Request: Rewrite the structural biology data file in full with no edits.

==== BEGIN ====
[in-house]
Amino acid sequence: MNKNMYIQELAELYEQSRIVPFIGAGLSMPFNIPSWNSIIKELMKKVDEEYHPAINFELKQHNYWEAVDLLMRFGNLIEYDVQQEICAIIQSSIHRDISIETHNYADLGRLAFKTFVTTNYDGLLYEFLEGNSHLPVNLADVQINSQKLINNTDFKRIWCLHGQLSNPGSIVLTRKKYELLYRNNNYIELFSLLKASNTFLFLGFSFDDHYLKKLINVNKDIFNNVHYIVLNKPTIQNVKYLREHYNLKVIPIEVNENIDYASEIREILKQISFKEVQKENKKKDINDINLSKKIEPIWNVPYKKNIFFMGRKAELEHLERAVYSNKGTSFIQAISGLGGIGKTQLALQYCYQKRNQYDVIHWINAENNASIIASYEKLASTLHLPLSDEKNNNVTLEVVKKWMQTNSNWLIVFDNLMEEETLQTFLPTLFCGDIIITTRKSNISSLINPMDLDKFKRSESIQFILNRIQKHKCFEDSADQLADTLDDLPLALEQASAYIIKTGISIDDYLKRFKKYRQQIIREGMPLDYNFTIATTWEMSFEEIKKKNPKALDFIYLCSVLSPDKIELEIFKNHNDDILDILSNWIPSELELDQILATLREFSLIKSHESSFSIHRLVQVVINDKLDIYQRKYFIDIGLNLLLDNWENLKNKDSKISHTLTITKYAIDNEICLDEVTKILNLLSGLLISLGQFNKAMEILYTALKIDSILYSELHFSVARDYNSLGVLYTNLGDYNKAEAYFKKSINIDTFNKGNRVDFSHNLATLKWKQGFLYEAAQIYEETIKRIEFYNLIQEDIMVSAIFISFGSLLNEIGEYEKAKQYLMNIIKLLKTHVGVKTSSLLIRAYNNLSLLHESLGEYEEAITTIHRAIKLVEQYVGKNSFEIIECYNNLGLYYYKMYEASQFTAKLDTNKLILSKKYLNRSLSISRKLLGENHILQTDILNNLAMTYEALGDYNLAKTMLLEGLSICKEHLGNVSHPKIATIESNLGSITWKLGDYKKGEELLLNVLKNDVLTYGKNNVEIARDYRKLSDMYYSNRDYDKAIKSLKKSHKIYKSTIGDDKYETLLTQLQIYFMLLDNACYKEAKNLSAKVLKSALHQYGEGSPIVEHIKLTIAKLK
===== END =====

[in-house]
Amino acid sequence: MNKNMYIQELAELYEQSRIVPFIGAGLSMPFNIPSWNSIIKELMKKVDEEYHPAINFELKQHNYWEAVDLLMRFGNLIEYDVQQEICAIIQSSIHRDISIETHNYADLGRLAFKTFVTTNYDGLLYEFLEGNSHLPVNLADVQINSQKLINNTDFKRIWCLHGQLSNPGSIVLTRKKYELLYRNNNYIELFSLLKASNTFLFLGFSFDDHYLKKLINVNKDIFNNVHYIVLNKPTIQNVKYLREHYNLKVIPIEVNENIDYASEIREILKQISFKEVQKENKKKDINDINLSKKIEPIWNVPYKKNIFFMGRKAELEHLERAVYSNKGTSFIQAISGLGGIGKTQLALQYCYQKRNQYDVIHWINAENNASIIASYEKLASTLHLPLSDEKNNNVTLEVVKKWMQTNSNWLIVFDNLMEEETLQTFLPTLFCGDIIITTRKSNISSLINPMDLDKFKRSESIQFILNRIQKHKCFEDSADQLADTLDDLPLALEQASAYIIKTGISIDDYLKRFKKYRQQIIREGMPLDYNFTIATTWEMSFEEIKKKNPKALDFIYLCSVLSPDKIELEIFKNHNDDILDILSNWIPSELELDQILATLREFSLIKSHESSFSIHRLVQVVINDKLDIYQRKYFIDIGLNLLLDNWENLKNKDSKISHTLTITKYAIDNEICLDEVTKILNLLSGLLISLGQFNKAMEILYTALKIDSILYSELHFSVARDYNSLGVLYTNLGDYNKAEAYFKKSINIDTFNKGNRVDFSHNLATLKWKQGFLYEAAQIYEETIKRIEFYNLIQEDIMVSAIFISFGSLLNEIGEYEKAKQYLMNIIKLLKTHVGVKTSSLLIRAYNNLSLLHESLGEYEEAITTIHRAIKLVEQYVGKNSFEIIECYNNLGLYYYKMYEASQFTAKLDTNKLILSKKYLNRSLSISRKLLGENHILQTDILNNLAMTYEALGDYNLAKTMLLEGLSICKEHLGNVSHPKIATIESNLGSITWKLGDYKKGEELLLNVLKNDVLTYGKNNVEIARDYRKLSDMYYSNRDYDKAIKSLKKSHKIYKSTIGDDKYETLLTQLQIYFMLLDNACYKEAKNLSAKVLKSALHQYGEGSPIVEHIKLTIAKLK